Glimpses. 80 Quebec Street

Built in 1876 by Alfred Roberts

A diminutive Second Empire in the Munjoy Hill Historic District

Alfred Roberts had a thing for shoes. Well, boots and shoes really. It was a family thing for Albert. He was the youngest of 6 children. Born in 1838. His father, Oliver, died when he was 7.  He first appears in the 1860 census living in Durham with his mother, Sophia, and his brother George, sister Sarah, and a boarder named George Harding. Both Georges and Alfred were shoemakers.

Alfred purchased the lot for our subject from Benjamin and Nymphas Noble in October of 1875. The house he built is a mere 19′ wide on Quebec Street and stretches 48′ back. The rear 25 feet of the house is an ell some 25′ wide. An interesting aspect of this arrangement is the entrance, stairway, and main hall run across the house at the point where the ell connects. It’s known as a ‘back hall plan’ and is a rare thing.

The exterior details are rich with elaborate hoods over the windows, brackets, and odd rosettes in the entablatures. The rosettes project substantially from their base and are very unique. There is a projecting bay on the Lafayette Street facade. The Mansard roof is very vertical with no curvature. The current roofing replaces a more elaborate slate surface.

In January of 1871, Alfred married the Annie Fritz, the youngest daughter of a Lynn MA lawyer, in that city’s First Baptist Church. They had two sons, Alfred Jr and Ammie. Alfred Sr worked as a boot and shoe seller on the corner of Congress and Casco Streets. In 1886, the family packed up and headed west.

Portland Daily Press. May 5, 1881.

Annie Roberts died in May of 1898 at the age of 45. The cause of death was TB. She was living in Los Angeles at the time. Alfred died in September of the following year from the same disease. His place of death was Portland.  Some information says Alfred was growing oranges in LA when he died. The photo below may be him.

Alfred “Elmo” (?) Roberts from

80 Quebec Street remained under Alfred Roberts ownership until 1909 even though he died nearly 10 years previously. Why is not clear. Neither of his sons came back to the city from what I can surmise. Regardless of why, in 1909 an attorney named Carroll Morill acting as Alfred’s executor sold the property to Jennie Honan.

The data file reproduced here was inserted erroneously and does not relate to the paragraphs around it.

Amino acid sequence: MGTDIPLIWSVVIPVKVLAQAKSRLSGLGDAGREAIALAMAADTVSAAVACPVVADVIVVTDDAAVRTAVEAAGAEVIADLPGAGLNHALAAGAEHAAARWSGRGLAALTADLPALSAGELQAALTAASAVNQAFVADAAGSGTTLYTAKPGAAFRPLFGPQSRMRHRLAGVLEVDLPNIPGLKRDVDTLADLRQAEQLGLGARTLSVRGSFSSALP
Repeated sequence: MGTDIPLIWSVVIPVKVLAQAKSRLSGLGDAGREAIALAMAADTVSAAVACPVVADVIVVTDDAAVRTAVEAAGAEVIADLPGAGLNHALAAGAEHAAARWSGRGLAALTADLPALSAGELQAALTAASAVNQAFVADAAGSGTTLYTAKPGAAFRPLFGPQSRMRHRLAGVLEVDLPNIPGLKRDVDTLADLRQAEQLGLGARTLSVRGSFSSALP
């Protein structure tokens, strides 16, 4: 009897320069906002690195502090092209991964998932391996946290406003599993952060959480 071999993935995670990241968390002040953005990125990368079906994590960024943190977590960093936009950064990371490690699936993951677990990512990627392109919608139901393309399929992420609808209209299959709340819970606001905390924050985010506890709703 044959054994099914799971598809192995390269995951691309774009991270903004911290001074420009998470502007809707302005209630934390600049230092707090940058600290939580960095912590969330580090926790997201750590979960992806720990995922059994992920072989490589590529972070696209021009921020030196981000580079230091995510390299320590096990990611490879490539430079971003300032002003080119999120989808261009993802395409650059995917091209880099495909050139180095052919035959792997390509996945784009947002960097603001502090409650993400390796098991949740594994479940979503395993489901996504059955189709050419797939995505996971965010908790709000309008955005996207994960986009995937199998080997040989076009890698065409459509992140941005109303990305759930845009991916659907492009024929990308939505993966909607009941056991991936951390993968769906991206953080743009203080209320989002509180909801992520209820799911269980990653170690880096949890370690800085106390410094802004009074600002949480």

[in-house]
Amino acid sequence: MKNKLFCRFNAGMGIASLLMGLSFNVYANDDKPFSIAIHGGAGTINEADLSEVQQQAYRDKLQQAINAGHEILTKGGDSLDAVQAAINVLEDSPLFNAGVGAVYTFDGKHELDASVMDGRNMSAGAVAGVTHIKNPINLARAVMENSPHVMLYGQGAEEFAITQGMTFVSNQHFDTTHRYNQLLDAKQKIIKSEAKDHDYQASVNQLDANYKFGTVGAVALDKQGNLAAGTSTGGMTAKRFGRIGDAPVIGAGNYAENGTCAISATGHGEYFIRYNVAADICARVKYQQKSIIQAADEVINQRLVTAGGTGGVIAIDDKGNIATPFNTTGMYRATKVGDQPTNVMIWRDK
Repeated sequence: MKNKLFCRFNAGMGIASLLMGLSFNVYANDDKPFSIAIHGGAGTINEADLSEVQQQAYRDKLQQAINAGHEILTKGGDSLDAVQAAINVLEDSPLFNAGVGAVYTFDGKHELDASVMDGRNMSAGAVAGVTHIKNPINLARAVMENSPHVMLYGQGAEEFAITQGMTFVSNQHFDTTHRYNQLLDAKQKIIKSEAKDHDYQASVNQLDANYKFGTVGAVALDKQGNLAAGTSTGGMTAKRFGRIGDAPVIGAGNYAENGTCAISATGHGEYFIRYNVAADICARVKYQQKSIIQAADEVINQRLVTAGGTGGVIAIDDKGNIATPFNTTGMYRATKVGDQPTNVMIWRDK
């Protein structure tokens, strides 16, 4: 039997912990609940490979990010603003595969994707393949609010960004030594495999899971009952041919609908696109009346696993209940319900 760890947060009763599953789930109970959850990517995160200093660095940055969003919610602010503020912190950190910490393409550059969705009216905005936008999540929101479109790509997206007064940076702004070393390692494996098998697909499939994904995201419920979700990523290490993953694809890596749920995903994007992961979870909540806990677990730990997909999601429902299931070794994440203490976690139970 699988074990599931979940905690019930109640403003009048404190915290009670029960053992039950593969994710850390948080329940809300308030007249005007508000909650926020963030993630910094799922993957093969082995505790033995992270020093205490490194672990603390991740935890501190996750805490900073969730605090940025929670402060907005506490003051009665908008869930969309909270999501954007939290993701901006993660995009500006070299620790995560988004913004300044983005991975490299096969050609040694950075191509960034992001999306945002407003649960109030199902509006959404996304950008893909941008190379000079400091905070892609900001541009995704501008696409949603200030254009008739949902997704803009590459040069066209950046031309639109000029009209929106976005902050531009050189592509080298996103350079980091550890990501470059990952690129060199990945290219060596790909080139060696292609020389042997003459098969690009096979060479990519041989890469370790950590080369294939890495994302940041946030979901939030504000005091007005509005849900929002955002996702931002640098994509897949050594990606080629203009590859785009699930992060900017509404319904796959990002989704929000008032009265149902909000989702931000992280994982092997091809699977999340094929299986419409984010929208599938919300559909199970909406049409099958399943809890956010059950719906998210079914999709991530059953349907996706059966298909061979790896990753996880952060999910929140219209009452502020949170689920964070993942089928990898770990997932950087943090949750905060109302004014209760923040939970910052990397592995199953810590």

Jane ‘Jennie’ Clancey Honan was born in Ireland in 1866 and came to the US in 1878. She married Partick Honan, who was born in 1864, in Portland in 1887. They had 3 sons and 2 daughters. Patrick was a teamster for several outfits. The Honan’s would live here through Patrick’s death in 1924 and Jennie’s death in 1941. Their daughter Nora moved in after her husband’s death and lived here until 1953 when she sold it to an advertising salesman named Alfred Crossman Jr and his wife Isobel.

80 Quebec Street in 1924. Maine Memory Network

The Crossman’s ownership of 80 Quebec Street lasted until 1962 when they sold to a couple named William Jr and Francis Holland. William and his father ran a drugstore on the corner of Washington Avenue and Monroe Street. The Hollands sold in 1966 to a WWII and Korean War veteran named Edwin Mooers and his wife Annie. The Mooers lived here until 1971 when they sold it to Carmillo and Anna Nappi. The Nappi’s were second generation Italian Americans. Their parents all coming from Camposano, Naples. Carmillo died in 1974. Anna lived here until 1983.

80 Quebec Street is a listed as a single-family home. The condition is very good.

3 thoughts on “Glimpses. 80 Quebec Street

  1. William E. Honan

    I have been to Ballynacally Clare where my grandfather Patrick Honan was born in 1857. He was hit and killed by a car on Peaks in 1924, he had the city garage contract for the Island, huge job with all the hotels. My father John lived in the house with his mother for 11 years after Harvard Dental 1919 then married, he was a life time friend of John Ford who was 2 years older, both good football players at PHS. We are now four generations on Peaks.

    Liked by 1 person


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